Four Conwayville property owners have filed a civil suit against the District of Lillooet for damages they allege were caused by the District's negligent actions and failure to anticipate the flooding and slope failure on Mountainview Road last winter.
Lynn Albertson, Betty Flegel, Elaine Meiklem and Lacey LaRochelle filed the suit May 11 in Kamloops Supreme Court.
The four plaintiffs are seeking:
General damages, including the full market value of their homes
Diminution in value (the difference between the sale value of the their properties before the slope failure and flooding, and the sale value after those events)
Alternatively, the cost of hazard mitigation for their properties, including all surface or drainage improvement costs, repair and removal of the buildings to a safe site, and replacement costs of the buildings at a new location within the District of Lillooet.
Special damages, including transportation, rental, clean-up and utility costs
Because of the flooding and erosion, the District ordered Meiklem, LaRochelle and LaRochelle's brother Cory to evacuate their Garden Street homes on Dec. 1, 2011. They were not able to return and live in the houses, which are no longer safe. Albertson and Flegel's homes have been on evacuation alert since Dec. 1.
The suit claims that groundwater seepage from spring run-off and from a spring at Mountainview Road is an historic problem dating back nearly 20 years and the District of Lillooet knew of the seepage in the months and years prior to November 2011.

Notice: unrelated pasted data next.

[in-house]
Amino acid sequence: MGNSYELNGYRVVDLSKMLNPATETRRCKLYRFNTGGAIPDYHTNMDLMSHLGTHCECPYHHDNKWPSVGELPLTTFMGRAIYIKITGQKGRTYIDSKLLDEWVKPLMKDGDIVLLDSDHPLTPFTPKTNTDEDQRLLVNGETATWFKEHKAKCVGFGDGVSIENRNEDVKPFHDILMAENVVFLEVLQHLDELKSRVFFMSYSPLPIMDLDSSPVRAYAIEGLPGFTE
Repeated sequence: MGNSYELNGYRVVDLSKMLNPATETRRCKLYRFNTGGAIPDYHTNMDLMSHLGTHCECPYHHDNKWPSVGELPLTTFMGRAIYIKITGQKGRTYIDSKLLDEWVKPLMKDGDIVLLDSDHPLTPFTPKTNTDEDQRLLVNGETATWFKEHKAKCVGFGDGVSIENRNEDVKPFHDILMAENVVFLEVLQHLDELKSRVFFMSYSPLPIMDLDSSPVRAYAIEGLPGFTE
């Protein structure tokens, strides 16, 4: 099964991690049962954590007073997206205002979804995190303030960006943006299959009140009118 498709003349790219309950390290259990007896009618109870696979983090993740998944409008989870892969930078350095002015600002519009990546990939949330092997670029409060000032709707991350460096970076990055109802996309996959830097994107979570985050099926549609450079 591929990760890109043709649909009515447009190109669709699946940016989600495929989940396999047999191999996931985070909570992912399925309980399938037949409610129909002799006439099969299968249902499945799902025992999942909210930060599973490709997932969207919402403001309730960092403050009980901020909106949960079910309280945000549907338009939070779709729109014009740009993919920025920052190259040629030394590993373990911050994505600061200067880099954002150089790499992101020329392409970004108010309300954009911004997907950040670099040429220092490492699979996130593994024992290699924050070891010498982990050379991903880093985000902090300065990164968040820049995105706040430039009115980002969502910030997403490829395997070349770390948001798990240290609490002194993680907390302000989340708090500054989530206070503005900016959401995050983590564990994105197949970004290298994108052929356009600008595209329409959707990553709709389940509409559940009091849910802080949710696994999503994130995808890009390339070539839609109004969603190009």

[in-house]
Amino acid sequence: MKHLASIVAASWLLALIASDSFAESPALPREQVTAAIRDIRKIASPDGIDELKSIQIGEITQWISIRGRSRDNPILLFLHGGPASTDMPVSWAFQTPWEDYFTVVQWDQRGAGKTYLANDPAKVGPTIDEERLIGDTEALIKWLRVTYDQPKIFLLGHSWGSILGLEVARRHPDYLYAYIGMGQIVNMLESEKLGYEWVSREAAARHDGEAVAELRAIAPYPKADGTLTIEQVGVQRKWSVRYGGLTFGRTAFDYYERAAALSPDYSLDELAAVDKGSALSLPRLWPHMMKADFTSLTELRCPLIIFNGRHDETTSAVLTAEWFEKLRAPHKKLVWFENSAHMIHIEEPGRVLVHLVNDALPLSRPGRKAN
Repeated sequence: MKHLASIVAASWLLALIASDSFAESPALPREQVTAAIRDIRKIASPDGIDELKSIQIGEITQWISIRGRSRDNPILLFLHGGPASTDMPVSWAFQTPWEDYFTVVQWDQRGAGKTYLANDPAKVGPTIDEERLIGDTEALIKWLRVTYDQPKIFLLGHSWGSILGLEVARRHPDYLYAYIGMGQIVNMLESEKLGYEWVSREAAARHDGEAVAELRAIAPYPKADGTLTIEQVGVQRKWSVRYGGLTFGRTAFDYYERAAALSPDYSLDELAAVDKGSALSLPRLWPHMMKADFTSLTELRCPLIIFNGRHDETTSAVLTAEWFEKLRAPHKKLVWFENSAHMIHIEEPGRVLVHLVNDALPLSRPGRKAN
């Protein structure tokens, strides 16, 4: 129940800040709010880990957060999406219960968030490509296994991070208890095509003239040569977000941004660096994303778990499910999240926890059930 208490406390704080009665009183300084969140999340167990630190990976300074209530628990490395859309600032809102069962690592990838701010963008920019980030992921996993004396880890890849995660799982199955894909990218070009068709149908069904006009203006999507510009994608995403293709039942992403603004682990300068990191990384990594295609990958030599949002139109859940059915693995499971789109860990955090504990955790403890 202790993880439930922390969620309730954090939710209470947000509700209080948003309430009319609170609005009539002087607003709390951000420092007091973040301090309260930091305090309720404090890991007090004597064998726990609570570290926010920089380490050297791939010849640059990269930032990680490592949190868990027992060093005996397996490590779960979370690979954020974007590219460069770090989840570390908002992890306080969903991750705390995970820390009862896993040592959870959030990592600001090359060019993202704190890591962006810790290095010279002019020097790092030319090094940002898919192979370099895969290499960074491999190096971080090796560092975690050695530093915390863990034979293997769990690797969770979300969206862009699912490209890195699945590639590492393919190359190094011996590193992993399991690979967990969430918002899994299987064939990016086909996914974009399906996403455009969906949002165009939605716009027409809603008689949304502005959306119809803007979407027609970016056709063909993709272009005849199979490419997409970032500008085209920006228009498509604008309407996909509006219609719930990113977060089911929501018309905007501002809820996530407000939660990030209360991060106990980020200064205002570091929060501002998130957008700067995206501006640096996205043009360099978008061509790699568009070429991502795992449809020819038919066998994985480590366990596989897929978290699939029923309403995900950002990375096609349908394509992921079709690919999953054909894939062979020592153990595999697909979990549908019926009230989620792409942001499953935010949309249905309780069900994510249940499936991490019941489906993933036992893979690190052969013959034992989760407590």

“The flow of water, including water from the spring, increased in the period November 2011 to January 2012, causing slope failure on the east side of Mountainview Road resulting in water, mud and debris being carried or washed down onto the property of the plaintiffs,” the suit claims.
The suit says the District also knew, or should have known, that forest fires in the surrounding hills had eliminated the natural ground cover, leading to more groundwater run-off.
The plaintiffs maintain the water problem and slope failure were brought to the District's attention but it failed or refused to take adequate steps to remedy the problem and protect the plaintiffs' property until it was too late.
The suit also alleges that, in 2011, the District diverted, or took part in the diversion, of Town Creek by having an excavator dig a channel to divert the creek away from the T'it'q'et Community toward the plaintiffs' properties.
“The defendant knew, or ought to have known, that this creek diversion could, or had the potential to, add to the groundwater seepage through or under the Mountainview Road grade” onto the plaintiffs' property, the 15-page document states. The Statement of Claim also alleges the municipality participated in the diversion without obtaining proper engineering reports.
It also claims the District did not take any steps to study or determine the effect of the Town Creek diversion when combined with the annual snow melt and run-off, and the elimination of the ground cover and root systems caused by the forest fires in the area. The statement adds that the municipality knew, “or ought to have known,” that its storm drain system was old, inadequate and clogged and in need of upgrading for better capacity.
The suit also says the District failed to warn the plaintiffs of the hazard lurking above their homes and failed to assist them, including failing to provide financial assistance to protect their land and buildings.
The District of Lillooet has referred the claim to the Municipal Insurance Association of BC, which is now acting on the municipality's behalf. The District declined any additional comment on the matter.
According to the Statement of Claim, it has 21 days from receipt of the Statement of Claim to formally respond.